A Western disease — this is how diverticulitis and other forms of diverticular disease are often described. This is not surprising, as the rates of diverticular illnesses are noticeably high in European and North American countries, and low in Asian and African countries.
But what exactly causes diverticulitis, and why is it such a prevalent condition today?
Defining Diverticulitis: What Causes This Disease?
To know more about how diverticulitis forms, you must first become familiar with the colon — the area where this disorder occurs. The colon is the part of your large intestine responsible for removing waste from your body. As you age, the walls of the colon, and the large intestines, weaken.
When too much pressure, such as from passing hard stools or straining during bowel movements, is placed on your colon, pouches called diverticula (singular: diverticulum) protrude from the intestinal walls. This is called diverticulosis.
By age 50, at least 50 percent of people are believed to have diverticulosis, while 70 percent are likely to have it when they reach 80 years old.1
Diverticulosis is usually harmless. The sacs can exist in your system without exhibiting any symptoms at all. Sometimes, only very mild symptoms are felt. However, when the diverticula become infected with bacteria from fecal matter, diverticulosis becomes diverticulitis — an entirely different medical condition.
Diverticulitis comes with discomfort and hallmark symptoms, including abdominal pain, constipation, cramping, bloating and, in some cases, rectal bleeding — this occurs when a blood vessel near a diverticulum bursts. If not addressed or treated, diverticulitis can lead to complications.
Diverticulitis Is Becoming a Prevalent Health Condition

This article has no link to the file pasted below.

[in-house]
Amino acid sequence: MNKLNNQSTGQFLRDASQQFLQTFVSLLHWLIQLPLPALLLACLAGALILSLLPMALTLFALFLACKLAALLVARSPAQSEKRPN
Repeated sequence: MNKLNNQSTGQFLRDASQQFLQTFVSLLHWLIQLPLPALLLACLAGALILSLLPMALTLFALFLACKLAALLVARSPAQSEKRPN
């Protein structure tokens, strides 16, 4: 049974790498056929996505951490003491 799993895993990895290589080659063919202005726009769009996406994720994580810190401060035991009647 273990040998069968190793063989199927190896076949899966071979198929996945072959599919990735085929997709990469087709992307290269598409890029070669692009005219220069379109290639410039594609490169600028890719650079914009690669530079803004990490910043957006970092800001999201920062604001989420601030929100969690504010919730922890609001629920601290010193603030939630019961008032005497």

While still less common than diverticulosis, it cannot be denied that the incidence of diverticulitis is steadily rising. A study suggests that it has become more common in the U.S. from the late 1990s to the mid-2000s, with the rates increasing as much as 50 percent.2
What’s more, cases of young people getting diverticulosis and diverticulitis are also increasing. People aged 20 years old are now reporting symptoms of diverticulitis. Since these patients are often obese individuals, this confirms that there is a likely link between obesity and diverticulitis.3
There is also a link between diverticulitis and low-fiber intake. People in Western countries, where diverticular disease is more prominent, consume a diet that’s mostly composed of low-fiber foods and processed products.
If this trend does not stop, then expect that the cases of diverticulitis will increase more and more. In fact, a National Institutes of Health (NIH) report says that the cost of digestive diseases in the U.S. has now grown to more than $141 billion a year. The good news is, there is a way for you to reduce your risk of diverticulitis, and all diverticular diseases in general. And if you already have diverticulitis, there are ways to control the symptoms and reduce your risk of flare-ups.
Read these articles and educate yourself on diverticulitis — its symptoms, risk factors, causes and recommended diet for people afflicted with this ailment. You can also get reliable prevention tips and methods on how you can control the flare-ups. Diverticulitis can be a painful and uncomfortable condition, but with the proper knowledge, you may be able to spare yourself from this illness.